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Dr. Elizabeth Minto, assistant professor of neurology at the University of South Alabama College of Medicine and a neurologist with USA Health Physicians Group, recently was named director of clinical skills at the College of Medicine.
"We are extremely happy to have Dr. Minto as the new director of clinical skills. Not only is she an outstanding clinician-educator, she relates extremely well with students and serves as a competency coach and as one of the faculty mentors in our wellness program," said Dr. Susan LeDoux, associate dean of medical education and student affairs at USA.
"It is a tremendous privilege to be a part of the medical education of our outstanding body of medical students, and to help shape their development into compassionate, competent physicians," Dr. Minto said.
In her new role, Dr. Minto will develop and implement the curriculum in the College of Medicine that gives medical students the opportunity to take the clinical knowledge they learn in their basic science courses and begin to apply it to clinical situations. This is done via encounters with simulated patients (SPs), who are trained to provide medical histories suggestive of various disorders.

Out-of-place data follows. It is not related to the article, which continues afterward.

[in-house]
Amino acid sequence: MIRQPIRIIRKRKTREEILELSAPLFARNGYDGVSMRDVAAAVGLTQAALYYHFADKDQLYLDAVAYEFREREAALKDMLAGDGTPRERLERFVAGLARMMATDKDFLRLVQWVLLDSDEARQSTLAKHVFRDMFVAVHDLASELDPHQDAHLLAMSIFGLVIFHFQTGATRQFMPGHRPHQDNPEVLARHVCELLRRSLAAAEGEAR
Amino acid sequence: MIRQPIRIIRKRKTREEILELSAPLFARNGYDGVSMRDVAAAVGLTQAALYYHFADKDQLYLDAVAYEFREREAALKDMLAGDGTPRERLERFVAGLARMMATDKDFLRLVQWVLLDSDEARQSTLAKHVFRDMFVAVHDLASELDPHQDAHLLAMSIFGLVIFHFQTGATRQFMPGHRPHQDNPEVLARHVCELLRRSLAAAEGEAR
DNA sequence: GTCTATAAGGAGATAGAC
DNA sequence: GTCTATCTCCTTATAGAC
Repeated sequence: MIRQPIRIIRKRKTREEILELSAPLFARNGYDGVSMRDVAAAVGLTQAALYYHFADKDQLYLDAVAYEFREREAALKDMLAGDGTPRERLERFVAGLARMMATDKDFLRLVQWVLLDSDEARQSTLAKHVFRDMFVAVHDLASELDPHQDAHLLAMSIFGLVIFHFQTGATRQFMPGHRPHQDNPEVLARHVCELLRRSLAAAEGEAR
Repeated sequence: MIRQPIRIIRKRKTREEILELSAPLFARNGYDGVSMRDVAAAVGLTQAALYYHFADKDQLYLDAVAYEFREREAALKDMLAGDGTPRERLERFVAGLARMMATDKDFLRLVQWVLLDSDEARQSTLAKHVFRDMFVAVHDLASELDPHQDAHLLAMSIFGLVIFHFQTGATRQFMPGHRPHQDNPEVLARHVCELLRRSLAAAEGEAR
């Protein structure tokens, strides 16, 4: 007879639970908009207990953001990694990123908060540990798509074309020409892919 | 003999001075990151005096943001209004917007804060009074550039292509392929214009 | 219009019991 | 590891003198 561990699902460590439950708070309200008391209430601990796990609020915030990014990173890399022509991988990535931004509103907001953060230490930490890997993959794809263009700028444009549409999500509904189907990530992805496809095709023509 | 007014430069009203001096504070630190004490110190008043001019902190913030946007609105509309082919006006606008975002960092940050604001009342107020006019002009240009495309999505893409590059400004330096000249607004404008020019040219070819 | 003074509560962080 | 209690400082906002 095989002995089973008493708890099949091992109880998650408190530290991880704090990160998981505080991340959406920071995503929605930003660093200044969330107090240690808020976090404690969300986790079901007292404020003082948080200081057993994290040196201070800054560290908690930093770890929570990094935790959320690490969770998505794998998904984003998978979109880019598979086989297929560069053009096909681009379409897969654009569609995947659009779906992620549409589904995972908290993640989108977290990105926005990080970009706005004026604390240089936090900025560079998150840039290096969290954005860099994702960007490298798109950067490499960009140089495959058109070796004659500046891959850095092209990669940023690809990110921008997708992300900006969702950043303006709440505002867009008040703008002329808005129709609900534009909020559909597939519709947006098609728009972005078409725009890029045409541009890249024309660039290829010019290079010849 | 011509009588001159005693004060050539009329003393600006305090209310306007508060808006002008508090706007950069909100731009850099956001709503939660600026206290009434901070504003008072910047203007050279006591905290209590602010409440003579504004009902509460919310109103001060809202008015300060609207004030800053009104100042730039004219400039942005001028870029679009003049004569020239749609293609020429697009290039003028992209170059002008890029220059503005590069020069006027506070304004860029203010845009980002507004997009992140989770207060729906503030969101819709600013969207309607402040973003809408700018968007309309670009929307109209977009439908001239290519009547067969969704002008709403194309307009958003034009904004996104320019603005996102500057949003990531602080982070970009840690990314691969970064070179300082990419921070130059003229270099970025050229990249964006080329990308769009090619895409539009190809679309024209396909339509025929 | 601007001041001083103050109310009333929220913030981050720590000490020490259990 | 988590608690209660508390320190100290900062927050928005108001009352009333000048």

"This gives students real world practice in gathering history and performing the physical examination," Dr. Minto said. "These SP encounters are directly observed by the simulations department staff and myself; and students receive individual feedback on their professionalism, interpersonal and communication skills, and ability to accurately and effectively perform the various aspects of the physical examination. We are able to incorporate numerous variables into the simulated cases, including creative methods to teach concepts like cultural competency, how to deliver difficult news, and working with other members of an interprofessional team."
In addition, Dr. Minto will oversee the coordination of a career exploration opportunity for first- and second-year medical students to rotate in clinic with primary care providers and specialists both within USA Health, as well as in the Mobile medical community.
"The transition from the first two 'classroom years' of medical school to the third and fourth 'clinical' years is often stressful for both medical students and teaching physicians," Dr. Minto said. "The incorporation of the clinical skills curriculum into the first two years of medical education ensures that our students are prepared for that transition, as well as competent to interact with patients in their medical school years and beyond, in residency and clinical practice."
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